Why did she choose to entitle her show “Untitled”? She told me that Flamenco is very structured in the sense that it’s very traditional, “puro” or “purista,” but not up to date. “There are limitations that I think are good, but like all arts, you shouldn’t close it. We should have it open according to the times in which we live,” she said.

She continued, “It’s my personal style, so I didn’t want to give it a title. I wanted to leave it open to the imagination, according to the emotions that I see. [The production] has an essential dramatic thread but not a particular theme. I wanted it to be, let it flow. It’s especially good for New York. Each person who sees it can put on their own title.”

One of the hallmarks of Flamenco is improvisation within the structure, and so it is within Pericet’s original choreography. “I always need to leave space for improvisation. There are times when I need it,” she acknowledged. “First, because not every day is the same. Since there are solos, it allows me to do this. Flamenco is very passionate, very in the moment, spontaneous, alive, like a jazz session. It’s an art that has a great deal of communication. Even in very fixed parts, if I need it, I say ‘my space’ and whatever happens, happens.”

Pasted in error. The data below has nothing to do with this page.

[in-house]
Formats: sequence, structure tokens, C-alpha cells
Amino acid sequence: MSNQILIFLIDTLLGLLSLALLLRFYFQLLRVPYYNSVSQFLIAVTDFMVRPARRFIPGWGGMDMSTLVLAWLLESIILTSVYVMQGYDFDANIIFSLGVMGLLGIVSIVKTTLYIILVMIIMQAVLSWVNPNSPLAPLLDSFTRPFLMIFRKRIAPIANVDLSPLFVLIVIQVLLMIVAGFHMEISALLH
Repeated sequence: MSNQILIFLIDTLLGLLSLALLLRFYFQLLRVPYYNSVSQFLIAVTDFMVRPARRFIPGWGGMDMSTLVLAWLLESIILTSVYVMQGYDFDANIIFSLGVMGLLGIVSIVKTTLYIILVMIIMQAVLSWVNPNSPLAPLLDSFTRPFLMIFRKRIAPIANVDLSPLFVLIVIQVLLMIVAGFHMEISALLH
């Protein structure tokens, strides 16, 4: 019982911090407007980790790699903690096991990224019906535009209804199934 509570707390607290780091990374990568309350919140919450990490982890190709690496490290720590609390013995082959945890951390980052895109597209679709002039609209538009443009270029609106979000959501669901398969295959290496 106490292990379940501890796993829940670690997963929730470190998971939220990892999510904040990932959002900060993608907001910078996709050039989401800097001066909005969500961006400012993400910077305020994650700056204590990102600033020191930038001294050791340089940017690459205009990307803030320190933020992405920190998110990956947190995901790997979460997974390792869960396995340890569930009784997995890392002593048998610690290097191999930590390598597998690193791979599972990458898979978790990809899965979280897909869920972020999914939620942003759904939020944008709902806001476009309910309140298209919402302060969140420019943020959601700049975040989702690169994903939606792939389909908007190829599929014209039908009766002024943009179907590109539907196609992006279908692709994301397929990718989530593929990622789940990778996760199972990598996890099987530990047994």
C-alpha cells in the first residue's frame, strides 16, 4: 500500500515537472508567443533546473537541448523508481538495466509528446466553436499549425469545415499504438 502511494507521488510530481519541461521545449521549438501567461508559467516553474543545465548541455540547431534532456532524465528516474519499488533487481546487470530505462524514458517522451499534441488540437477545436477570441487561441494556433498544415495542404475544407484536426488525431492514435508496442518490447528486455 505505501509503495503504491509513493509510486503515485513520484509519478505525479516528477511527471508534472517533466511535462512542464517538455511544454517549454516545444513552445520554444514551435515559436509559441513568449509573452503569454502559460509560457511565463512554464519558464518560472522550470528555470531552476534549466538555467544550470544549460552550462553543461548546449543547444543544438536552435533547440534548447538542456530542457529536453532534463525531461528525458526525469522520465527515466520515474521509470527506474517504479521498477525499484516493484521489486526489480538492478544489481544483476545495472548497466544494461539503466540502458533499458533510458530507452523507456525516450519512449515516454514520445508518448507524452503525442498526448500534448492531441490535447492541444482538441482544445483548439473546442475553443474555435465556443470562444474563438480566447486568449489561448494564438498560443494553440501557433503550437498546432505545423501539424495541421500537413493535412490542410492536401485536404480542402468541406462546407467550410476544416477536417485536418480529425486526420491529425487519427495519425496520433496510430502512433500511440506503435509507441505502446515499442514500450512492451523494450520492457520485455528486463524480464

There are marked cues for the singers and guitarist, but she gives them the liberty to take their space, too, “so it flows,” she said. “If a person comes more than one time, they will see within the structure of the show a lot of different things happening.”

When I was in Madrid in June there was a month-long festival, “Suma Flamenca,” an incredible gathering of the finest musicians, singers and dancers. People told me that Pericet, 39, was one of the most interesting and innovative performers. Born in Córdoba (southern Spain), she knew when she was eight years old that she wanted to be a dancer. “It was in the streets,” related the 18-year Madrid resident.

Unfortunately, I missed her one-night-only, full-scale, 14-member production of “Pisadas” (translated as footprints or footsteps). The theme was the liberation of women over the customs, popular festivals and rituals that hold them back.

“The show was about how to break the limitations that are put on women, the lives they have to live simply because of customs and traditions,” she related. “In many arts, especially in Flamenco, there is machismo which limits women.”

Pericet has proven that for her there are no limits, and no title to define or confine her.
Olga Pericet, 'Flamenco Sin Título.

Olga Pericet, "Flamenco Sin Título.

Photo © & courtesy of Paco Villalta

Olga Pericet with her company, from left to right. Guitarist, Antonia Jiménez Arenas; singers Ismael Fernández and José Angel Carmona Manzano.

Olga Pericet with her company, from left to right. Guitarist, Antonia Jiménez Arenas; singers Ismael Fernández and José Angel Carmona Manzano.

Photo © & courtesy of Paco Villalta